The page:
ILNews

COA reverses conviction after BMV stumbles over address

Back to TopCommentsE-mailPrintBookmark and Share

A driver whose conduct was “clearly blameworthy” had his conviction overturned after the Indiana Court of Appeals found the state’s evidence did not prove beyond a reasonable doubt that the driver knew his license was suspended.

Israel Cruz was charged with operating a vehicle while suspended as a habitual traffic violator after he was pulled over for speeding while the HTV suspension was in effect. At a bench trial, Cruz admitted he knew he was not supposed to drive because he did not have an Indiana driver’s license; however, he denied having any knowledge of the HTV suspension.

The trial court ruled the state met its burden because the defendant did not rebut the presumption that he knew his license was suspended. Cruz was convicted of a Class A misdemeanor and sentenced to 365 days, all suspended to probation except for time served.

In Israel Cruz v. State of Indiana, 49A02-1204-CR-301, the COA reversed Cruz’s conviction because the evidence was not sufficient to show Cruz knew he was suspended.

Cruz asserts this case raises an issue of first impression regarding the meaning of “last address shown” in I.C. 9-30-10-16(b) when the driver has never held a license.

The Indiana Bureau of Motor Vehicles sent notice of an HTV suspension to Cruz in 2011 to 3518 Steer St., Indianapolis. Cruz testified he did not live at that address so he never received the notice, and the BMV could not to explain why it used that location.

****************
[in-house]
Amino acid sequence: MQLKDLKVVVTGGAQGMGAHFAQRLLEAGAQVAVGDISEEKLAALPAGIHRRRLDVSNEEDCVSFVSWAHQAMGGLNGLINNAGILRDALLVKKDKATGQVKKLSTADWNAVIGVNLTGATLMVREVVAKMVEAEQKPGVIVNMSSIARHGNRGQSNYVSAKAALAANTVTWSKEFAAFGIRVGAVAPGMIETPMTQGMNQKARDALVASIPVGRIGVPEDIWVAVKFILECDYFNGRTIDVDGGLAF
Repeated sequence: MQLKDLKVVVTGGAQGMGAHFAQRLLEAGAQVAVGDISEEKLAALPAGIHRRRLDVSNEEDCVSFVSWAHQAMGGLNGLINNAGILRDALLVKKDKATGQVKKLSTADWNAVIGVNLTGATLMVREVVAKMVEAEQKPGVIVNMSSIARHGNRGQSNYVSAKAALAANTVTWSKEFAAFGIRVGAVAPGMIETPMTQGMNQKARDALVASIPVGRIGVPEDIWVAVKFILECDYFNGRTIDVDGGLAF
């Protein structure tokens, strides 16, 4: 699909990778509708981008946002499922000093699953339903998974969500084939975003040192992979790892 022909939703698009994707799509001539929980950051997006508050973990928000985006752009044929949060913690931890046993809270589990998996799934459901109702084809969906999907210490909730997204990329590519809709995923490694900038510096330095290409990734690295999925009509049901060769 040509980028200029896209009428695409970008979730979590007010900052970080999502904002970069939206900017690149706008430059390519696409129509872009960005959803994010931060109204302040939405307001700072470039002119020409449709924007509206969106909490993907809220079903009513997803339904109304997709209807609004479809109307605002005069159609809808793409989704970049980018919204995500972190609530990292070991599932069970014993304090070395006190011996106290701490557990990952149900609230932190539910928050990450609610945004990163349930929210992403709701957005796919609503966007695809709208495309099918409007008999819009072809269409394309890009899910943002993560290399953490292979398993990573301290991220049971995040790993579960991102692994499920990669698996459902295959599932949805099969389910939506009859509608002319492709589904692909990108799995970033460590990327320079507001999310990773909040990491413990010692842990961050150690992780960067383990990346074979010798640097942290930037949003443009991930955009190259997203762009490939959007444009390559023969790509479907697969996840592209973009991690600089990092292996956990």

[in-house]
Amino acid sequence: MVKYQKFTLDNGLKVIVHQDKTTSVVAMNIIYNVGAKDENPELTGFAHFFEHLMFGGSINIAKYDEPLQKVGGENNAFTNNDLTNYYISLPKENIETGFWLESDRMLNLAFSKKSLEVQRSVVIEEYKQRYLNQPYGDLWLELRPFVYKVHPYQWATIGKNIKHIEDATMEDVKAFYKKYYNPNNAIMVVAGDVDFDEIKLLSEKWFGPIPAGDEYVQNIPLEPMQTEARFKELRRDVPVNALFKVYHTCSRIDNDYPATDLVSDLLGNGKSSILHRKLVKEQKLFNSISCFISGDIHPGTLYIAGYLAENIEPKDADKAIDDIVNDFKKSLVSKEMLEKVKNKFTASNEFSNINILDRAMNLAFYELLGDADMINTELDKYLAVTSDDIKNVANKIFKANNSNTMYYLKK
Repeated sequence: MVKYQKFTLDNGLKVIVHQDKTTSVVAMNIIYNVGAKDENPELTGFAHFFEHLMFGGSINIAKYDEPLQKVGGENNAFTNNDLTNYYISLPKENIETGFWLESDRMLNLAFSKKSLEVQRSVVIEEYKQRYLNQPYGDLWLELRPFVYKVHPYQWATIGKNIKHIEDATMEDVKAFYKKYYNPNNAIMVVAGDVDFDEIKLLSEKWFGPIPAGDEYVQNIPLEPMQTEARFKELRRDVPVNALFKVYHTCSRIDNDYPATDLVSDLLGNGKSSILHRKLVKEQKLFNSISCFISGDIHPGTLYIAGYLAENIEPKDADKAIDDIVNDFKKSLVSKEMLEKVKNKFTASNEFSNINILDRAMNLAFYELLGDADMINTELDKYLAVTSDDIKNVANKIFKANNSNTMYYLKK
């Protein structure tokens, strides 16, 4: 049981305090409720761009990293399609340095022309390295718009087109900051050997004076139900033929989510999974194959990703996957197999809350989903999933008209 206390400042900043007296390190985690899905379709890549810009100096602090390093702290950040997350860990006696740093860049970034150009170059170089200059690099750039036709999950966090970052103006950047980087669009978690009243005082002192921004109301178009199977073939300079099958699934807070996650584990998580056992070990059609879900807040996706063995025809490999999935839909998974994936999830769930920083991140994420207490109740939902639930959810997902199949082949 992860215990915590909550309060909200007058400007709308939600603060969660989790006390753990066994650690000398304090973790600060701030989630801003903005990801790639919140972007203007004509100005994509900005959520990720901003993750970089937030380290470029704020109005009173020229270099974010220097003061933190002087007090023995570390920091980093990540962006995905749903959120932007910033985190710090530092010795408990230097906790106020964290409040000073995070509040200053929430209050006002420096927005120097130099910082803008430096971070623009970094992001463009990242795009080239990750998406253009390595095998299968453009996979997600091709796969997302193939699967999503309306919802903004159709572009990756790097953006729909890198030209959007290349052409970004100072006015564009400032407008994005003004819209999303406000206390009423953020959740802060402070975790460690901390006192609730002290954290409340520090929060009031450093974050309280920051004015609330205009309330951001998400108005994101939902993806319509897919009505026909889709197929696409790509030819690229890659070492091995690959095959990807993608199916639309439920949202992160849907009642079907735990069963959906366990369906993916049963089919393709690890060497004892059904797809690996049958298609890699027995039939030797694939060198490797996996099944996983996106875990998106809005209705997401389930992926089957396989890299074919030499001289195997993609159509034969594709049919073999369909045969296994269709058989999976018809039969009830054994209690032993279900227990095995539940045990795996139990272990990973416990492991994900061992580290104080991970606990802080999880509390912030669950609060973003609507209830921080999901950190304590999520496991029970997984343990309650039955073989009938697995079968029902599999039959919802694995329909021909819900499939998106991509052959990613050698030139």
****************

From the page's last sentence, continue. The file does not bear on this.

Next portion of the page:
The court records submitted into evidence show three different addresses for Cruz, but none list the 3518 Steer St. residence. A BMV employee surmised the state agency probably obtained the address from the documentation generated from Cruz’s first traffic violation in 2004.

However, the COA ruled the employee was “simply guessing” and that the other addresses in the HTV packet were all more recent than 2004. The court noted although there is ample evidence that Cruz knew he had never received a license and that he was not supposed to drive, driving without having received a license is a separate offense than driving while suspended. Yet, the state chose not to charge him with driving without having received a license.

“In conclusion, though Cruz’s conduct is clearly blameworthy, the evidence presented by the State was not sufficient to prove beyond a reasonable doubt that he knew that he was suspended,” Judge Terry Crone wrote for the court.

 

ADVERTISEMENT

Post a comment to this story

COMMENTS POLICY
We reserve the right to remove any post that we feel is obscene, profane, vulgar, racist, sexually explicit, abusive, or hateful.
 
You are legally responsible for what you post and your anonymity is not guaranteed.
 
Posts that insult, defame, threaten, harass or abuse other readers or people mentioned in Indiana Lawyer editorial content are also subject to removal. Please respect the privacy of individuals and refrain from posting personal information.
 
No solicitations, spamming or advertisements are allowed. Readers may post links to other informational websites that are relevant to the topic at hand, but please do not link to objectionable material.